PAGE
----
The Associated Students’ board of directors failed to digitally post Tuesday’s meeting agenda before the council began, causing attendees to question the board’s transparency amid conversations about a resolution that would restructure ASI’s Titan Student Center’s board of trustees.
The board of trustees is a student-majority board that serves as the governing body which manages the facilities and oversees policies ranging from operating hours to social activities.
Dave Edwards, the ASI executive director, took responsibility for the situation, but did not have an explanation for how the error occurred.
“I have no excuse and really no additional information to share with you on why it did not happen,” Edwards said.
Although the agenda was not posted online until after the meeting began, Edwards said it was physically posted outside of the Titan Student Union, which hosted ASI meetings prior to virtual instruction. He added that the board did not violate the Gloria Romero Act because it had been placed outside of the building in advance.
The Gloria Romero Act requires that student body organizations keep their meetings open to the public. In addition, they must post their agenda at least 72 hours before the meeting in a location where all members of the public can freely view and access.
However, lack of an online post did violate ASI policy, Edwards said. The policy states that agendas must be posted on campus that can be accessed 24 hours a day, as well as electronically through the ASI website.
The Daily Titan confirmed the agenda was posted outside of the TSU as of 6 p.m on Tuesday. The building is currently closed and the ASI meetings are being held over Zoom.
Public speakers seized their one-minute and thirty-second time slots to voice their opinions about the agenda and the restructuring of the board of trustees. Of the nine public speakers, only one spoke in support of the resolution.
Joshua Borjas, a past ASI student body president, said the board of trustees began as a governing committee to help the board of directors with facilities operations on campus.
Borjas said that during his term, there were discussions about how the board of trustees would move forward, including concern of where the workload for the board of trustees would land.
“These roles and responsibilities should not be going anywhere and I think it’s a great decision,” Borjas said. “I think now is the time where we reclaim those responsibilities and make your roles even more impactful.”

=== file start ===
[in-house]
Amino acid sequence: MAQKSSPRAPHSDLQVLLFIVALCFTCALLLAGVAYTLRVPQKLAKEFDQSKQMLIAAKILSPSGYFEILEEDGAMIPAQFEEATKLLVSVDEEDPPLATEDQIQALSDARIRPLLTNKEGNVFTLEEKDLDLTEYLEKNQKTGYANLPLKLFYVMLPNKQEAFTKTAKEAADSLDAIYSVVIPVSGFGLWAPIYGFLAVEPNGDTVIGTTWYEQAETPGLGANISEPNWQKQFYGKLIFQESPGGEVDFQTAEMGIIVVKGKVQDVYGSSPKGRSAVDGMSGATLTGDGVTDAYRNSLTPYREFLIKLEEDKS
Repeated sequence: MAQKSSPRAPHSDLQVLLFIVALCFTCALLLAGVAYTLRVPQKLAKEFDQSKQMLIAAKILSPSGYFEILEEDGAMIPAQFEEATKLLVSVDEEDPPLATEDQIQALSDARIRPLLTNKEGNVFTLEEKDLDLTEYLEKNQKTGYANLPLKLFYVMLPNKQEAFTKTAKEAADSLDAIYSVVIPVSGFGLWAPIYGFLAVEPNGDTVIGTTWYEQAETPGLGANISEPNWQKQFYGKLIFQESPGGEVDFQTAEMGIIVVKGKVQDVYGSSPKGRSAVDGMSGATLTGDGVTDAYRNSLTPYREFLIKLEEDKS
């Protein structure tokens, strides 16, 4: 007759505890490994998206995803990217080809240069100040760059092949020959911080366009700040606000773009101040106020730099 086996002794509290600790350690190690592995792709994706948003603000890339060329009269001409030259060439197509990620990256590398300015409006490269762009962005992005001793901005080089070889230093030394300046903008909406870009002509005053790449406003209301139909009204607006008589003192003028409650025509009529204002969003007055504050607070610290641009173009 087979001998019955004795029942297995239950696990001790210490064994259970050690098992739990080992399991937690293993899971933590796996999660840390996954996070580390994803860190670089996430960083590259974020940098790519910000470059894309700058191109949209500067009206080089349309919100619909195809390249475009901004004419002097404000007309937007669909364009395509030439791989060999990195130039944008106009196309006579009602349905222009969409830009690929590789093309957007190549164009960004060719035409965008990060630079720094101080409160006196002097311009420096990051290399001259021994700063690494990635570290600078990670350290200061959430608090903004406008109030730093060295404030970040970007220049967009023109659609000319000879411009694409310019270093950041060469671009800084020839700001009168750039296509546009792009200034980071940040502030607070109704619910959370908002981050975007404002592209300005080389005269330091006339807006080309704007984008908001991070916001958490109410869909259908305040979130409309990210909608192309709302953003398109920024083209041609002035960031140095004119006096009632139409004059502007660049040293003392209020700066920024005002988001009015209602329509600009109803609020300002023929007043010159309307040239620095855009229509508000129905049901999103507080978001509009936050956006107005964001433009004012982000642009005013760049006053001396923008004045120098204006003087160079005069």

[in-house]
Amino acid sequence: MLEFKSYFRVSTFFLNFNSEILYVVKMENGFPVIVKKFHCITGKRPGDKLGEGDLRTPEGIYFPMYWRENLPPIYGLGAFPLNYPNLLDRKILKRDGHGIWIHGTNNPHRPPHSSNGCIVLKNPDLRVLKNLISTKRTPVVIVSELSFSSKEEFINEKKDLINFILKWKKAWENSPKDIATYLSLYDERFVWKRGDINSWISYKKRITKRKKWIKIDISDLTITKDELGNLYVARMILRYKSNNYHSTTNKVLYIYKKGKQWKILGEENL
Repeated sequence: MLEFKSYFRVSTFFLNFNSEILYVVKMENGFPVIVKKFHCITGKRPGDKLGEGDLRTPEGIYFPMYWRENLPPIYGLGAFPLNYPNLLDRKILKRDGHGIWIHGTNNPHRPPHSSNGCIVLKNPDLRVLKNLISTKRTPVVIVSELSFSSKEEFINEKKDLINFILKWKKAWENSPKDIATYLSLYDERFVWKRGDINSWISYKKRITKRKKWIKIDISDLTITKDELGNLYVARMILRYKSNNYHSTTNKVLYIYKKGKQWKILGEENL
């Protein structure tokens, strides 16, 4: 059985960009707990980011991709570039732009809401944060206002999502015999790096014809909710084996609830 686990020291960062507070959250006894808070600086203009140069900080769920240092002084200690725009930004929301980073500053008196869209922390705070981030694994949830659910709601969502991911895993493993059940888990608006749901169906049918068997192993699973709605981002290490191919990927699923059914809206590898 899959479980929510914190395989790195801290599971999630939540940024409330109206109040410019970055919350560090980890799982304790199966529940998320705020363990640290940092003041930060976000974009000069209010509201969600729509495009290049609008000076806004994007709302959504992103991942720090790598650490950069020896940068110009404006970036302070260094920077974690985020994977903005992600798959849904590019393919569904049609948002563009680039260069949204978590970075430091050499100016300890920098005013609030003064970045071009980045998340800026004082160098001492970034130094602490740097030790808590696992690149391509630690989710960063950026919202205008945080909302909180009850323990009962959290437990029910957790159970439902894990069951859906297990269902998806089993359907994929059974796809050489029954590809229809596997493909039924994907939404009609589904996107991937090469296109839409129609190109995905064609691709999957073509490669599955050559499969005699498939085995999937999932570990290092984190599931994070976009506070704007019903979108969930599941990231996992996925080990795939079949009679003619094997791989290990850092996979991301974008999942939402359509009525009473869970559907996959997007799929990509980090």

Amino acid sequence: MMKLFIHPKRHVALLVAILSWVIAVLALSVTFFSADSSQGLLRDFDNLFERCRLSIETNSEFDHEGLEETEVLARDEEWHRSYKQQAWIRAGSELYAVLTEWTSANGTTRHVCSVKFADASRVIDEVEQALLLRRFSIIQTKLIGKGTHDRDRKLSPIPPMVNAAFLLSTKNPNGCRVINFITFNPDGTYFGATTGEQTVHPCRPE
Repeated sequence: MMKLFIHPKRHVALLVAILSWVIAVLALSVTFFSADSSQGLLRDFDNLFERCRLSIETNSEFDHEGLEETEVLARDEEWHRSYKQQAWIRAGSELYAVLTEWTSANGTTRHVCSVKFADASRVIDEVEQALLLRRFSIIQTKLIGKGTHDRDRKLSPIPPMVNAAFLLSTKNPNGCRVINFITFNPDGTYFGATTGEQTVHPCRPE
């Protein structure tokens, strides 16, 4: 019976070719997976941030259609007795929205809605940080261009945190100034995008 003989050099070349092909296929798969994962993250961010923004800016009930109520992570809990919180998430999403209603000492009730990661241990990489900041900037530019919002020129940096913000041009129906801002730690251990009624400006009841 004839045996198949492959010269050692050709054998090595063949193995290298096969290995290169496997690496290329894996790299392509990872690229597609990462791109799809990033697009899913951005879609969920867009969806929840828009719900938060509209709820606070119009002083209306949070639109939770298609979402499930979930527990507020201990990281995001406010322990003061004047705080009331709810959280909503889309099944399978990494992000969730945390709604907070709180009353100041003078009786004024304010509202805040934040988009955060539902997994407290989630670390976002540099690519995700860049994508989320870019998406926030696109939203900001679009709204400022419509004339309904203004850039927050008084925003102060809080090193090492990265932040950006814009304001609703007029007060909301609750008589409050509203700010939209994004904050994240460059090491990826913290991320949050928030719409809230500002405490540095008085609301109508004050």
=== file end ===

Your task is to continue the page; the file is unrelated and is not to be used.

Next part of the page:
Alison Sanchez, a current member and candidate of the board of trustees, expressed a similar concern about the meeting’s lack of transparency.
She said she could not understand how removing the board of trustees is a responsible decision, since students are expected to return to campus and facilities will possibly see an increase in regulations.
“Is this the image that the board of directors wants to leave on the students? By personally hiding the agenda of this meeting by not posting it online, only on Instagram stories less than an hour before this meeting,” Sanchez said. “By this, I feel like we’ve been backstabbed and someone is playing dirty games on us.”
Nima Nikopour, the board of trustees chair, spoke against the resolution. He said the action would reduce the number of elected student officials by almost 35%.
He added that the seats for the Resident Student Association, faculty and alumni within ASI would decrease significantly.
Joe Greco, a member of the board of trustees since 2016, said the proposal was flawed as there was no transition plan. He added that the $10 million allocated for the board of trustees in the budget would be transferred to a subcommittee.
“I think the proposal should be tabled until another time,” Greco said.
The board of directors voted to postpone the discussion concerning the board of trustees until next week for a special meeting.
Karina Gutierrez contributed to this article.